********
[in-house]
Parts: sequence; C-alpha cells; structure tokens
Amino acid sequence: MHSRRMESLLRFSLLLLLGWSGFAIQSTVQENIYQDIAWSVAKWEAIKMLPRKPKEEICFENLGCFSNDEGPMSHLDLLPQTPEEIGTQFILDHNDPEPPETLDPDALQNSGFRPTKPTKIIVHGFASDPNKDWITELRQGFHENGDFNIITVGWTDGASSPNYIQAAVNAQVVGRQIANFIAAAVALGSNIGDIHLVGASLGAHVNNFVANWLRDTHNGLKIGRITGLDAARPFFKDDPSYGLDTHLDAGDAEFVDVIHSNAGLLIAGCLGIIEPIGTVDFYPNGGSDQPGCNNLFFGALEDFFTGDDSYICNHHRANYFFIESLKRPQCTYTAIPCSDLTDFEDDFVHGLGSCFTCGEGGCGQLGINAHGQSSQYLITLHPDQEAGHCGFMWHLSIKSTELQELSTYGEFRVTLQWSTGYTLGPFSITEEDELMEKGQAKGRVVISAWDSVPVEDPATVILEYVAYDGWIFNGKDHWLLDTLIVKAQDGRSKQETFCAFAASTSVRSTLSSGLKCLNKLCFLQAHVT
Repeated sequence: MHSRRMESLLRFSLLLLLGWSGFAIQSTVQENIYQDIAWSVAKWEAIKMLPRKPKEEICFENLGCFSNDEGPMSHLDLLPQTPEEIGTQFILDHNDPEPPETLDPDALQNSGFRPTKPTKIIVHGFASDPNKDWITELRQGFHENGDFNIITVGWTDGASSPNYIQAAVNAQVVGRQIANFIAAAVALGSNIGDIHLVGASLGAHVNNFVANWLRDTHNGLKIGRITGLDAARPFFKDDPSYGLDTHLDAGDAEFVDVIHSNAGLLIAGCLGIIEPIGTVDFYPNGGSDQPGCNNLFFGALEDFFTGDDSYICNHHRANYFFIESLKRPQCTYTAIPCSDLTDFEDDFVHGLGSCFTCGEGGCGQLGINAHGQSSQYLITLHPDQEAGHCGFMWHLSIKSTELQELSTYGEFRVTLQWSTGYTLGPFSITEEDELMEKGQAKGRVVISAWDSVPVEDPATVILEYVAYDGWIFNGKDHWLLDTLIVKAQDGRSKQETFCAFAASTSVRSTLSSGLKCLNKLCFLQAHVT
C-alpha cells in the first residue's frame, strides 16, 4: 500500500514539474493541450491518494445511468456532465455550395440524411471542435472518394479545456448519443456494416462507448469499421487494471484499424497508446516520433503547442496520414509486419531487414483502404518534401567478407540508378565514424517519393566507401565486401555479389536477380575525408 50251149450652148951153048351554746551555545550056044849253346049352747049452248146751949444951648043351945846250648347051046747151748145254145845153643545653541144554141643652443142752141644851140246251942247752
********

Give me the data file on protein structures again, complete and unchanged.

[in-house]
Parts: sequence; C-alpha cells; structure tokens
Amino acid sequence: MHSRRMESLLRFSLLLLLGWSGFAIQSTVQENIYQDIAWSVAKWEAIKMLPRKPKEEICFENLGCFSNDEGPMSHLDLLPQTPEEIGTQFILDHNDPEPPETLDPDALQNSGFRPTKPTKIIVHGFASDPNKDWITELRQGFHENGDFNIITVGWTDGASSPNYIQAAVNAQVVGRQIANFIAAAVALGSNIGDIHLVGASLGAHVNNFVANWLRDTHNGLKIGRITGLDAARPFFKDDPSYGLDTHLDAGDAEFVDVIHSNAGLLIAGCLGIIEPIGTVDFYPNGGSDQPGCNNLFFGALEDFFTGDDSYICNHHRANYFFIESLKRPQCTYTAIPCSDLTDFEDDFVHGLGSCFTCGEGGCGQLGINAHGQSSQYLITLHPDQEAGHCGFMWHLSIKSTELQELSTYGEFRVTLQWSTGYTLGPFSITEEDELMEKGQAKGRVVISAWDSVPVEDPATVILEYVAYDGWIFNGKDHWLLDTLIVKAQDGRSKQETFCAFAASTSVRSTLSSGLKCLNKLCFLQAHVT
Repeated sequence: MHSRRMESLLRFSLLLLLGWSGFAIQSTVQENIYQDIAWSVAKWEAIKMLPRKPKEEICFENLGCFSNDEGPMSHLDLLPQTPEEIGTQFILDHNDPEPPETLDPDALQNSGFRPTKPTKIIVHGFASDPNKDWITELRQGFHENGDFNIITVGWTDGASSPNYIQAAVNAQVVGRQIANFIAAAVALGSNIGDIHLVGASLGAHVNNFVANWLRDTHNGLKIGRITGLDAARPFFKDDPSYGLDTHLDAGDAEFVDVIHSNAGLLIAGCLGIIEPIGTVDFYPNGGSDQPGCNNLFFGALEDFFTGDDSYICNHHRANYFFIESLKRPQCTYTAIPCSDLTDFEDDFVHGLGSCFTCGEGGCGQLGINAHGQSSQYLITLHPDQEAGHCGFMWHLSIKSTELQELSTYGEFRVTLQWSTGYTLGPFSITEEDELMEKGQAKGRVVISAWDSVPVEDPATVILEYVAYDGWIFNGKDHWLLDTLIVKAQDGRSKQETFCAFAASTSVRSTLSSGLKCLNKLCFLQAHVT
C-alpha cells in the first residue's frame, strides 16, 4: 500500500514539474493541450491518494445511468456532465455550395440524411471542435472518394479545456448519443456494416462507448469499421487494471484499424497508446516520433503547442496520414509486419531487414483502404518534401567478407540508378565514424517519393566507401565486401555479389536477380575525408 50251149450652148951153048351554746551555545550056044849253346049352747049452248146751949444951648043351945846250648347051046747151748145254145845153643545653541144554141643652443142752141644851140246251942247752